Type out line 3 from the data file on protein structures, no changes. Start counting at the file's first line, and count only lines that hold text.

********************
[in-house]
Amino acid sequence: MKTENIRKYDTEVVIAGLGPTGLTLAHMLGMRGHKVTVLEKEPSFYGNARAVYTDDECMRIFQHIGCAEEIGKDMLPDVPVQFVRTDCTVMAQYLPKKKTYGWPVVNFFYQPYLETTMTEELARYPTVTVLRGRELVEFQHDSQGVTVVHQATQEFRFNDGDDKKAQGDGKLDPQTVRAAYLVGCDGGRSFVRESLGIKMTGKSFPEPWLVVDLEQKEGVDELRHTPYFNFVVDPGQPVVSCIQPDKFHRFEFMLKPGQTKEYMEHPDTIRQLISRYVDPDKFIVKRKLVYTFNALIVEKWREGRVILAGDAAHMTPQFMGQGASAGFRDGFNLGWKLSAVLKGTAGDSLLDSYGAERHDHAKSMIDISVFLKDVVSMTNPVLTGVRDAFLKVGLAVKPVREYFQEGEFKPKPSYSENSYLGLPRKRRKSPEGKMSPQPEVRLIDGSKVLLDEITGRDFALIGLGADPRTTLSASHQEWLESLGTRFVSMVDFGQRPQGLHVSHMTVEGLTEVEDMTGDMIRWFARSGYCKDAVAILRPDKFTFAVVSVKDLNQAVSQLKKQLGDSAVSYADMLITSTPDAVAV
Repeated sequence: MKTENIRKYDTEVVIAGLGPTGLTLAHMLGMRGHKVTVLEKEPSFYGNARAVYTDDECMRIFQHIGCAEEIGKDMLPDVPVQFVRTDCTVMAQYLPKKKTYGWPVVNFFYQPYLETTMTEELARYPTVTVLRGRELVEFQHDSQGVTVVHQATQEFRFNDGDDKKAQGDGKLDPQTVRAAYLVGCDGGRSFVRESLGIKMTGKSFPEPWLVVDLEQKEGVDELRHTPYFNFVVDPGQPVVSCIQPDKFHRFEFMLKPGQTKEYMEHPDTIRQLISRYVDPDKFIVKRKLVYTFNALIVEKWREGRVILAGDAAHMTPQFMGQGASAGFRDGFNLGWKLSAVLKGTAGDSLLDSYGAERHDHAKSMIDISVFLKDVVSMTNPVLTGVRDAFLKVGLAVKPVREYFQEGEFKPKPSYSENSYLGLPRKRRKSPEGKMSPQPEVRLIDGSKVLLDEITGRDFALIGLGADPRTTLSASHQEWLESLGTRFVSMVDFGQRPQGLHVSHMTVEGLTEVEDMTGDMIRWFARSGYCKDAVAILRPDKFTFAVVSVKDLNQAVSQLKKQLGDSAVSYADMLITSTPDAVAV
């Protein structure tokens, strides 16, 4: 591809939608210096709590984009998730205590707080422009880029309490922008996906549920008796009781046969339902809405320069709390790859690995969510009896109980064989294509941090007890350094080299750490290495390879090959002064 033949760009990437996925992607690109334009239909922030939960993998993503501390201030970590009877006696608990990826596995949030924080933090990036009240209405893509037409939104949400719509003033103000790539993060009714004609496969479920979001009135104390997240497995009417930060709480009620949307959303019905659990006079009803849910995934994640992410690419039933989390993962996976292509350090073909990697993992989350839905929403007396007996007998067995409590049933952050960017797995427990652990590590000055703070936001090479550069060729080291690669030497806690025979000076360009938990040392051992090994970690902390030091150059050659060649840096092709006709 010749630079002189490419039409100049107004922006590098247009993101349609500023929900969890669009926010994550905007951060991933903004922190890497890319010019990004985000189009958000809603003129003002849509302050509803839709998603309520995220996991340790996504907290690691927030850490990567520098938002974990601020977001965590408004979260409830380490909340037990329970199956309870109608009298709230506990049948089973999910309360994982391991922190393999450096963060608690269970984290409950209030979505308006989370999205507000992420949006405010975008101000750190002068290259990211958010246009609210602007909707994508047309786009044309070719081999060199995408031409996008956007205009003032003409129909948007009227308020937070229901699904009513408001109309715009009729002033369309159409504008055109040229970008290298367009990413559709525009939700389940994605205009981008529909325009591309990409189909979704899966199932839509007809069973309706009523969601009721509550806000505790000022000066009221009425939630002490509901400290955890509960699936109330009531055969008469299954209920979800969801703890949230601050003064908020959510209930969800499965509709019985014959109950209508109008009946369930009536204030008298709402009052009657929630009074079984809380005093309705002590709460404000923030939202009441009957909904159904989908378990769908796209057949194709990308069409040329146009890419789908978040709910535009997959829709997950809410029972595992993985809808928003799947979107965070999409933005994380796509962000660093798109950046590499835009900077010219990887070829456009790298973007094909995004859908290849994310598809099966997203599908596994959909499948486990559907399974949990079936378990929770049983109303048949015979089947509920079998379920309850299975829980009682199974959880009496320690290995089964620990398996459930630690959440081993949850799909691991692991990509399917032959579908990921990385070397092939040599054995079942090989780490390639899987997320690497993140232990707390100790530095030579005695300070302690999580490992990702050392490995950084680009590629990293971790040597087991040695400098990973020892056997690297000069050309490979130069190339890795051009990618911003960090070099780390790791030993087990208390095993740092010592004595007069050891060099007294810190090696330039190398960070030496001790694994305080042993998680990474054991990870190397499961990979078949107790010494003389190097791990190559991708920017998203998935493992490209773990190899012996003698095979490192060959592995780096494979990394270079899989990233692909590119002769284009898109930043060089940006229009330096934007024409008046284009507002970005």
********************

Repeated sequence: MKTENIRKYDTEVVIAGLGPTGLTLAHMLGMRGHKVTVLEKEPSFYGNARAVYTDDECMRIFQHIGCAEEIGKDMLPDVPVQFVRTDCTVMAQYLPKKKTYGWPVVNFFYQPYLETTMTEELARYPTVTVLRGRELVEFQHDSQGVTVVHQATQEFRFNDGDDKKAQGDGKLDPQTVRAAYLVGCDGGRSFVRESLGIKMTGKSFPEPWLVVDLEQKEGVDELRHTPYFNFVVDPGQPVVSCIQPDKFHRFEFMLKPGQTKEYMEHPDTIRQLISRYVDPDKFIVKRKLVYTFNALIVEKWREGRVILAGDAAHMTPQFMGQGASAGFRDGFNLGWKLSAVLKGTAGDSLLDSYGAERHDHAKSMIDISVFLKDVVSMTNPVLTGVRDAFLKVGLAVKPVREYFQEGEFKPKPSYSENSYLGLPRKRRKSPEGKMSPQPEVRLIDGSKVLLDEITGRDFALIGLGADPRTTLSASHQEWLESLGTRFVSMVDFGQRPQGLHVSHMTVEGLTEVEDMTGDMIRWFARSGYCKDAVAILRPDKFTFAVVSVKDLNQAVSQLKKQLGDSAVSYADMLITSTPDAVAV